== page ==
Offensive Outburst Propels Aviators Past Riptide
In the highest-scoring game in team history, the Los Angeles Aviators (5-5) defeated the Vancouver Riptide (6-5) 31-24 Saturday night. Bryan Nguyen (#12) led the offensive barrage with 8 goals, while Mark Elbogen (#8) and Eric Lissner (#43) each had 6 assists for Los Angeles.
In their first matchup of the season, Los Angeles needed a win to pull themselves into a tie with the Riptide in the AUDL West standings, and to start the 3-game season series off on the right foot. A loss would have dropped them two games behind Vancouver, making every game for the rest of the season a must-win. With the win, the Aviators record consecutive victories for the first time in franchise history, and reach a .500 record for the first time since being 1-1 earlier this year. With Vancouver’s 25-23 defeat of San Diego Sunday afternoon, the Riptide have a 1-win advantage in the standings, holding onto the 3rd position and last playoff spot in the division.
The first half of Saturday’s action was played evenly, including a furiously-paced second quarter. Elbogen started the scoring in the first with a huge sky over two Vancouver defenders that he continued to Allen Lai (#68) for the first goal.
Vancouver held on offense, then converted the first break point of the game just over three and a half minutes in. That 2-1 lead would be the only lead for the Riptide for the rest of the game. Elbogen had another highlight-reel grab reminiscent of last weekend in San Jose and San Francisco, this time for a score to give L.A. a 4-3 lead near the end of the first. With a 5-4 Aviator advantage to start the second quarter, Los Angeles and Vancouver opened the floodgates.
Over the course of the next 12 minutes, the two teams combined to score 21 goals. Of those 21 scores, only ONE of them took more than one minute to score from the previous addition to the scoreboard. Los Angeles used quick, efficient disc movement to average close to 40 seconds worth of possession on each scoring drive. Vancouver, on the other hand, used deep hucks over and over again to find the end zone. Of their ten goals in the second quarter, four of them took 17 seconds or less to convert.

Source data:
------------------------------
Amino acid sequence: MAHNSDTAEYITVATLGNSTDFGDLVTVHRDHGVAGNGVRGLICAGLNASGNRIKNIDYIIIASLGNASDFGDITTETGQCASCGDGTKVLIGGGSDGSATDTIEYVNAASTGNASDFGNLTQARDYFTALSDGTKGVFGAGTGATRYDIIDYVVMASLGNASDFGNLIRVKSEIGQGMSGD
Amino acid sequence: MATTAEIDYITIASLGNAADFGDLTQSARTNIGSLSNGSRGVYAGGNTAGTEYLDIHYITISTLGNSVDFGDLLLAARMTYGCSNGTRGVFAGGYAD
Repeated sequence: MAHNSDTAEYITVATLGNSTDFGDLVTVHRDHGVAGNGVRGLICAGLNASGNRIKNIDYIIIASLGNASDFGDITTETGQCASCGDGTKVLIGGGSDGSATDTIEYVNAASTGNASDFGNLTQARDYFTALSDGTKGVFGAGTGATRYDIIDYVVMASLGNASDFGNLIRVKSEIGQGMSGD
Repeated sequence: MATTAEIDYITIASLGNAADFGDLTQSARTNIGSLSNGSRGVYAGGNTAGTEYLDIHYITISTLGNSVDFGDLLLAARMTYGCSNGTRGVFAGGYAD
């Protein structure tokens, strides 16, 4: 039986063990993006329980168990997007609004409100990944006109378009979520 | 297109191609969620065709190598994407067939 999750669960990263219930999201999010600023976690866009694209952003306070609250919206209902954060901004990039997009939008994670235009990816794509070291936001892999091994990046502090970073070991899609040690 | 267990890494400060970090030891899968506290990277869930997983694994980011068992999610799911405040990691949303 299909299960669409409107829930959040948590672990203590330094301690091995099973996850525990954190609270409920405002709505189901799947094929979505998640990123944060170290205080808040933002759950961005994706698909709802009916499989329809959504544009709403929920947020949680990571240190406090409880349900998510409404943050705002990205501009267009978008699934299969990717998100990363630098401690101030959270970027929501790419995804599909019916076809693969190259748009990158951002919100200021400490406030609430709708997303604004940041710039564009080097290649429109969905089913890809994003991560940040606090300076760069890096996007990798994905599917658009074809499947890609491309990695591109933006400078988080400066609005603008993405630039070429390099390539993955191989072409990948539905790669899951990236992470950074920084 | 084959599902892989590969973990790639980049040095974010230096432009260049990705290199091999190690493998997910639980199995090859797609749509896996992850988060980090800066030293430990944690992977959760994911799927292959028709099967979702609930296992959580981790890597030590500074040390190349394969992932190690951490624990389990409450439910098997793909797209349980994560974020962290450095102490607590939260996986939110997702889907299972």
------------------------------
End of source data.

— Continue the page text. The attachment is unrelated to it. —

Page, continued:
Even with the close score (16-14 Los Angeles lead into halftime), there was a sense that L.A. was in control and beginning to pull away. The frustration of that reality began to manifest itself in physical ways from Vancouver. At one point, Aviator Michael Kiyoi (#1) had possession of the disc along the sideline and was fouled in the course of pivoting and looking for a receiver. The consequence for a contact foul while marking the player with the disc is for the offensive player to advance ten yards forward. As Kiyoi began taking his ten yards, the defensive player guarding him, Ben Burelle (#73) refused to allow that process to be an uneventful procession. Burelle bodied Kiyoi for the entire 10 yards, keeping his chest on him and pressuring him to the point of forcing Kiyoi slightly off-balance multiple times, forcing him to take an extra step or two to avoid being shoved completely away from the field. There’s gamesmanship, and there is excessive, unnecessary, unsportsmanlike conduct, and Burelle chose the latter in that circumstance.
In another situation, L.A.’s Hunter Corbett (#17) was playing close, physical defense against Vancouver’s William Vu (#1) in the dump set. As Vu made a cut upline, across the vision of his teammate with the disc, he executed a swim move worthy of an NFL defensive lineman. That type of physical contact, however, is reserved for football and not ultimate. The move caused Corbett to be thrown and stumble to stay upright. Vu received the pass and looked upfield for a new target. Quick to recover, Corbett left no room for comfort as he established his mark against Vu. While rounding Vu to get into position, Corbett’s leg made less-than-friendly contact with the back of Vu’s leg. Vu did not appreciate the gesture and made sure the referees knew about it before throwing and completing his pass, leading to a Vancouver goal. He immediately turned to address his displeasure to Corbett. Corbett referred to the initial physical contact made by Vu, reminding him that physicality is a two-way street. Vu was not satisfied and continued to jaw at Corbett. Corbett no longer cared to be bothered and moved towards the Aviators sideline. Zac Schakner (#22) had other ideas and, for the second weekend in a row, had no problem getting in the face of an over-excited, dispirited opponent. Vu was not entertained by the presence of a new nuisance, and was quick to body up with Schakner face to face. Beyond that, Vu gave Schakner a forceful shove to the chest. Knowing better than to escalate things further, Schakner turned around back towards his own sideline, and emitted a mischievous grin to inform all that there was nothing else to worry about.